Most of the time you get it. However—and this is a fact of life, campers—sometimes you don't. Often times it's not malice. Usually it's forgetfulness. Send polite notes. I cannot stress this enough—stay polite. Once you escalate to things like 'Are you planning on ever paying me?' it gets all awkward. Be professional. Do not sound bitter. Phrases like "Just writing to check up on the payment on this account," are much happier than "Hey bitch, where's my money?" People do forget. I've sent nice notes and had checks arrive by next day air, generally with apologies.
Depending on what industry you're illustrating for, you are going to get screwed occasionally. I think in RPG illustration, I generally had about one in five bail on me. A lot of times they went bankrupt. (It's a small industry, start-ups fail constantly.) Sigh. Curse the gods a bit. Move on. It is generally not worth getting a lawyer to try and get blood from a turnip, particularly a turnip that's declared bankruptcy and didn't get their last book printed. It'll almost always cost you more than the coupla hundred you got screwed out of. Yes, it sucks, yes standing on principle would be nice, but principle doesn't pay the bills. That's why, on really big jobs, you ask for money up front. You don't want to do a hundred illustrations and have the company fold. This will make you weep.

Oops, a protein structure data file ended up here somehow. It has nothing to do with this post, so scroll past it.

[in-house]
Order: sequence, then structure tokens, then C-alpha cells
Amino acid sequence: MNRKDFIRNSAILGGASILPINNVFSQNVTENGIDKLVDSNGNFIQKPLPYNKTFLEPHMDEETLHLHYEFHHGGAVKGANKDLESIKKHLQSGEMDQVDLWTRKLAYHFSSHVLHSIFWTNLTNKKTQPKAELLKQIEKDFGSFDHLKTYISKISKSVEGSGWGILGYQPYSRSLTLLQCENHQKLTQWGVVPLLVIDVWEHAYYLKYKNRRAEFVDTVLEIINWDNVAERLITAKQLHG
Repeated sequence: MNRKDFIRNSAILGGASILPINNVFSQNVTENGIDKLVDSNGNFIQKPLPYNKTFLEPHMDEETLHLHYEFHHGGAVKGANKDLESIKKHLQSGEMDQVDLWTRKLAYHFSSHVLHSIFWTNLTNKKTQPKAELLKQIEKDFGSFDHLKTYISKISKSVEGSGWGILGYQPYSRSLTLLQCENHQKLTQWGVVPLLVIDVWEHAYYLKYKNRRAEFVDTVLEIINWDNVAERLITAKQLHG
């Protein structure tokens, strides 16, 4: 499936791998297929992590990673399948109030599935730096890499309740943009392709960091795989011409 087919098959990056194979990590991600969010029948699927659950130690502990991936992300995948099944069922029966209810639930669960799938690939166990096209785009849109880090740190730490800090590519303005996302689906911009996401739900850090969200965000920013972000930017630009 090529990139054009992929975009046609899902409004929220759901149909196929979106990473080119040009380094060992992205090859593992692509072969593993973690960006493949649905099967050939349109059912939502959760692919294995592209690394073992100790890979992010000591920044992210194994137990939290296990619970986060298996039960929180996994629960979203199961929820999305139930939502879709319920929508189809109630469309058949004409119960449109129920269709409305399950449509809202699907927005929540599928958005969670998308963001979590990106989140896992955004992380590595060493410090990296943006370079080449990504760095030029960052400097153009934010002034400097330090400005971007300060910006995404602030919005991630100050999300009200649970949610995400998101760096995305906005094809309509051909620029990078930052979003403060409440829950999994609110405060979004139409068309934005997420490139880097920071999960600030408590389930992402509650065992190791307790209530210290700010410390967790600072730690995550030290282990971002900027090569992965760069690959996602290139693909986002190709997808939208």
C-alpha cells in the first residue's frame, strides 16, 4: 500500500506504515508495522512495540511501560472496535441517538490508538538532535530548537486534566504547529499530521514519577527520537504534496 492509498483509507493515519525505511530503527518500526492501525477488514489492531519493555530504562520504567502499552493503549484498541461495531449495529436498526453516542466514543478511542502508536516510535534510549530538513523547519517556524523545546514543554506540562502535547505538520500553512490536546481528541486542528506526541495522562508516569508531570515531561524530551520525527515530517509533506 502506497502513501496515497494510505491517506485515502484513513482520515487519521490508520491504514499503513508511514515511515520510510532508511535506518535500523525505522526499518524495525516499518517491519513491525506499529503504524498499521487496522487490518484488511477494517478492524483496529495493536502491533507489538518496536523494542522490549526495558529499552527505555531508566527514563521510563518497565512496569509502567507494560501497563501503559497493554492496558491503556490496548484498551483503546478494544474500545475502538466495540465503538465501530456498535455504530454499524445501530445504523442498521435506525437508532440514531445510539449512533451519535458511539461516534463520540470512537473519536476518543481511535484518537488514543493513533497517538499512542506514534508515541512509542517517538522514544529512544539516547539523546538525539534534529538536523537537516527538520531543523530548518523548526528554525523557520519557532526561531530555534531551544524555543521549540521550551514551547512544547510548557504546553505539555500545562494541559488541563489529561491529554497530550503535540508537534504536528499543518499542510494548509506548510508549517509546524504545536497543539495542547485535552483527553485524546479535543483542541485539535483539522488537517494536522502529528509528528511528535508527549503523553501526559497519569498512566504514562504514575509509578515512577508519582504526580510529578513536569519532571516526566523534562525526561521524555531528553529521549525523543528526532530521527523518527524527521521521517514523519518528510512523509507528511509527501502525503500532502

Likewise, I advise you don't do royalties unless the company is seriously well established. Cash up front is almost always the way to go unless you have absolute faith in the business acumen of the company.
Figure nothing into your financial planning until the check arrives. I cannot stress this enough.
All this sounds kinda scary, I realize, but the fact is, once you've done it a couple of times, you get really comfortable with it. You know the process. It's all doable. Plenty of people make a living at this, and there's no reason you can't be one of 'em. Heck, make your deadlines and keep in touch with your art director, and you'll be a hot commodity. Reliability is a thousand times rarer in this field than talent, and if art directors find that you are reliable, they will love and cherish you and send you Christmas cards and tell their friends. And that's a good thing.